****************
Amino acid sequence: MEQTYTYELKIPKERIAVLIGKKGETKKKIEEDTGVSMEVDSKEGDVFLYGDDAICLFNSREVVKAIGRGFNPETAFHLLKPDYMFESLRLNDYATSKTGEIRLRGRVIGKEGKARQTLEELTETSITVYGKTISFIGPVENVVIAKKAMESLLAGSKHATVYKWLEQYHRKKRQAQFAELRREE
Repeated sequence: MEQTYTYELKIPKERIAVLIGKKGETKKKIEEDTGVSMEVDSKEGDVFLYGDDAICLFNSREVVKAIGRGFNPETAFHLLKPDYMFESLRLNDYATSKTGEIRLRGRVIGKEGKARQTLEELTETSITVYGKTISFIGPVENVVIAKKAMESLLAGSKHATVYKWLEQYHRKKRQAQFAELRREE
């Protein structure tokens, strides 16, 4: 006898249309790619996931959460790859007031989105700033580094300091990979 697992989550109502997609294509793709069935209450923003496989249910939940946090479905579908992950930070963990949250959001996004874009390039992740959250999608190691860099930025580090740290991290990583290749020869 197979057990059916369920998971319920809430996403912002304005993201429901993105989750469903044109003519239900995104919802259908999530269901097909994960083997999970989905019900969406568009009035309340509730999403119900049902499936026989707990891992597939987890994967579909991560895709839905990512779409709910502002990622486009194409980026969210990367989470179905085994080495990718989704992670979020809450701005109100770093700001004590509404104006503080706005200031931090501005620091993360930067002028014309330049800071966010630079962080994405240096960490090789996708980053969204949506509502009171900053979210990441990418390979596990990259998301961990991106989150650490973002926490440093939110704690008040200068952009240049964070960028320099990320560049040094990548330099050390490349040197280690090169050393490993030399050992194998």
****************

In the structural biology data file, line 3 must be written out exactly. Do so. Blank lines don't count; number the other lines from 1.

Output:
């Protein structure tokens, strides 16, 4: 006898249309790619996931959460790859007031989105700033580094300091990979 697992989550109502997609294509793709069935209450923003496989249910939940946090479905579908992950930070963990949250959001996004874009390039992740959250999608190691860099930025580090740290991290990583290749020869 197979057990059916369920998971319920809430996403912002304005993201429901993105989750469903044109003519239900995104919802259908999530269901097909994960083997999970989905019900969406568009009035309340509730999403119900049902499936026989707990891992597939987890994967579909991560895709839905990512779409709910502002990622486009194409980026969210990367989470179905085994080495990718989704992670979020809450701005109100770093700001004590509404104006503080706005200031931090501005620091993360930067002028014309330049800071966010630079962080994405240096960490090789996708980053969204949506509502009171900053979210990441990418390979596990990259998301961990991106989150650490973002926490440093939110704690008040200068952009240049964070960028320099990320560049040094990548330099050390490349040197280690090169050393490993030399050992194998």